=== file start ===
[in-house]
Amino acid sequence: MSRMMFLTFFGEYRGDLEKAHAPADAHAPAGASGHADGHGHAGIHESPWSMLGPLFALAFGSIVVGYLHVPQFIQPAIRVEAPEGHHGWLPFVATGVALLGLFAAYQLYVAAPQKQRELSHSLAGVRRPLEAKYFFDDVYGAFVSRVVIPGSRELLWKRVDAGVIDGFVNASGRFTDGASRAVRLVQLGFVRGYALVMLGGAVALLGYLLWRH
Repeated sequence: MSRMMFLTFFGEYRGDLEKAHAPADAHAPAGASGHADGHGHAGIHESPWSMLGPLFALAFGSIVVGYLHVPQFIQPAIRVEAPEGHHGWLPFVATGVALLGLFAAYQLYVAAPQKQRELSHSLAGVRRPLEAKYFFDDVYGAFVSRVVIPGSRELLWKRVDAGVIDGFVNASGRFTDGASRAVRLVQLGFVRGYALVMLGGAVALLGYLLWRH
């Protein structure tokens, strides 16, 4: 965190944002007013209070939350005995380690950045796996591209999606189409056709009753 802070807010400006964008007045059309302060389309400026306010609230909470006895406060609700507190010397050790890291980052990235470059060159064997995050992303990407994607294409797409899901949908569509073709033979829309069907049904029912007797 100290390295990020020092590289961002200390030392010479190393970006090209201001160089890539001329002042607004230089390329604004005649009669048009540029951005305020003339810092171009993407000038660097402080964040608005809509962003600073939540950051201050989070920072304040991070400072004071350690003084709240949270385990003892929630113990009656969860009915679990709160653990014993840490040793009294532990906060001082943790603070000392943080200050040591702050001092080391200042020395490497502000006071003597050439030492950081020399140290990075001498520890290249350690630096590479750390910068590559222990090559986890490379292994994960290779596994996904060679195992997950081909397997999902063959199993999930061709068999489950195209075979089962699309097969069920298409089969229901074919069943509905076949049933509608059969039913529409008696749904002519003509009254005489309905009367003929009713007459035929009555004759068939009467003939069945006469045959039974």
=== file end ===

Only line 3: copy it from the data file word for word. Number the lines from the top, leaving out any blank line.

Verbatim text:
Repeated sequence: MSRMMFLTFFGEYRGDLEKAHAPADAHAPAGASGHADGHGHAGIHESPWSMLGPLFALAFGSIVVGYLHVPQFIQPAIRVEAPEGHHGWLPFVATGVALLGLFAAYQLYVAAPQKQRELSHSLAGVRRPLEAKYFFDDVYGAFVSRVVIPGSRELLWKRVDAGVIDGFVNASGRFTDGASRAVRLVQLGFVRGYALVMLGGAVALLGYLLWRH